MIT Students 3D Print High Security Keys

by Abdul Rehman on August 26, 2013

3D Printing KeysA never ending battle has been going on between locksmiths and lock pickers since locks and keys came into existence.

Locksmiths try to outsmart lock pickers by making complex locks and keys while lock pickers try to pick it by analyzing the lock or duplicating the key.

This battle has ended this month, as far as traditional keys are concerned, and lock pickers have emerged victorious! This is thanks to MIT students’ brilliant software that can 3D print high security keys using just pictures of those keys

Schlage’s Primus – A Lock Picker’s Nightmare

When it comes to making high security keys, no organization can quite match Schlage’s reputation. Founded in 1920, Schlage’s locks and keys are considered nearly invincible. Schlage’s keys, especially those of the Primus range, use a unique method that provides an extra layer of security as compared to traditional keys.

In addition to the six pins that are found in most keys, Primus range employs a side tumbler with 5 pins which projects from the side of the key, making Primus locks among the most secure locks and almost impossible to pick by traditional methods. The company’s patent describes Primus lock and key in the following words:

“The invention claimed is…a key for use in a lock and key system including a lock of the kind comprising: (1) having a cylindrical bore (2) a cylindrical key plug being rotatably journalled in said cylindrical bore (3) said key plug having a longitudinal key slot and, (4) at a side of said key slot, at least two side locking tumblers in a row cooperating with a side locking means”

Moreover, Schlage has Banned Duplication of its Keys, further discouraging efforts to undermine this high security key. So, it came as a huge shock when two MIT students announced this month, that they had cracked the high security Primus key using nothing but some software and a 3D printing website!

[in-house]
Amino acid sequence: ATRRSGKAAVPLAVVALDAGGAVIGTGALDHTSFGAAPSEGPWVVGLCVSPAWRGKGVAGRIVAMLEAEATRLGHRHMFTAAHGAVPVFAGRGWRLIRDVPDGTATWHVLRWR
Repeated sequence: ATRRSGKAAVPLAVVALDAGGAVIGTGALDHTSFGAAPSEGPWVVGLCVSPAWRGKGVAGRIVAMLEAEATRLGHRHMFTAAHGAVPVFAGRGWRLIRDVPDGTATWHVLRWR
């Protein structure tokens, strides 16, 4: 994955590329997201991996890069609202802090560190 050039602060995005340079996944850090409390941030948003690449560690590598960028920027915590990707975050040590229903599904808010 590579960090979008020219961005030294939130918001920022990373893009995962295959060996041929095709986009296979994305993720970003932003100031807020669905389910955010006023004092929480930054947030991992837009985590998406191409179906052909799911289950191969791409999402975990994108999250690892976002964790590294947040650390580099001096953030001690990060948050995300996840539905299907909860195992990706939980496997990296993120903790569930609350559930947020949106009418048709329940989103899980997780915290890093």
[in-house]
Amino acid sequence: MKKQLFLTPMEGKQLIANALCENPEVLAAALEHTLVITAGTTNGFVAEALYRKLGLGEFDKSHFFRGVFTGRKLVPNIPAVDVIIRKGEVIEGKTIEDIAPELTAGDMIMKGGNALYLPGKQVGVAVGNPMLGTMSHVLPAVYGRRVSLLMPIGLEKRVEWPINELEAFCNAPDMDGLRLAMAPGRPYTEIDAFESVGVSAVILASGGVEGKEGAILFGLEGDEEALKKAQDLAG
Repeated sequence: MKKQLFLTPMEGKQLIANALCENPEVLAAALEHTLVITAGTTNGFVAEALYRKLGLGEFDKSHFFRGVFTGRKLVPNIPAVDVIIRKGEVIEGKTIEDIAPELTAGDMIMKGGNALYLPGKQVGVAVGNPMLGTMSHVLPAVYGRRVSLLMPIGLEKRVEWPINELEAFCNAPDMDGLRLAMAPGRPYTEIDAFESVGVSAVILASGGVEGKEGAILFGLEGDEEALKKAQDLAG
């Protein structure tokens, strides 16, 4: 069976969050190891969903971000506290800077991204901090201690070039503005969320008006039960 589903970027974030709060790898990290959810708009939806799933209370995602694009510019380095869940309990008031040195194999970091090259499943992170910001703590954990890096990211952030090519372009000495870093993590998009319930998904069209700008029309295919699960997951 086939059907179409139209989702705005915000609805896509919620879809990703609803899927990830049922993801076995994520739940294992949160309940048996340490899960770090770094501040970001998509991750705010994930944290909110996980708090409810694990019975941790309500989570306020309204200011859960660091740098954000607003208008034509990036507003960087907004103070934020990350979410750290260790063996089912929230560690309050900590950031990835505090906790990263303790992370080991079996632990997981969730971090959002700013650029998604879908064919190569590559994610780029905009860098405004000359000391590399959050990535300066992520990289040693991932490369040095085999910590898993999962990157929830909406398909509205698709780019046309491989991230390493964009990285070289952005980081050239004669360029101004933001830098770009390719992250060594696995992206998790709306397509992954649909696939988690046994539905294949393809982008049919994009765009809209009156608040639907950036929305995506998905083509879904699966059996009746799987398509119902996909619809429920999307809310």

MIT Students’ 3D Method: Another Dimension to Lock Picking

In the spot light at this year’s Def Con hacker conference, rather than some fancy way to hack computers or websites, was the death of high security keys by using software invented by David Lawrence and Eric Van Albert, students at MIT. In an interview with Forbes, Van Albert says:

“In the past if you wanted a Primus key, you had to go through Schlage. Now you just need the information contained in the key, and somewhere to 3D-print it”

Often Imitated Never DuplicatedTo demonstrate the effectiveness of their method, they showed nylon and titanium copies of a Primus key. To create the copies, they first went through the details of all the patents and manufacturing information available for the Primus key. After that, they designed some software that could convert a 2D picture of a key (for example, in a photograph) to a 3D model.

Finally, they sent the 3D model of the Primus key to two 3D printing websites: i.materialise and Shapeways and were able to get perfect copies of Primus keys in 100-150 dollars. Of course, i.materialise didn’t see it as a revolution but as a Misuse of its Services and wrote the following:

“We were disappointed to see that our services were used by the students to make an unauthorized copy of a Schlage Primus key”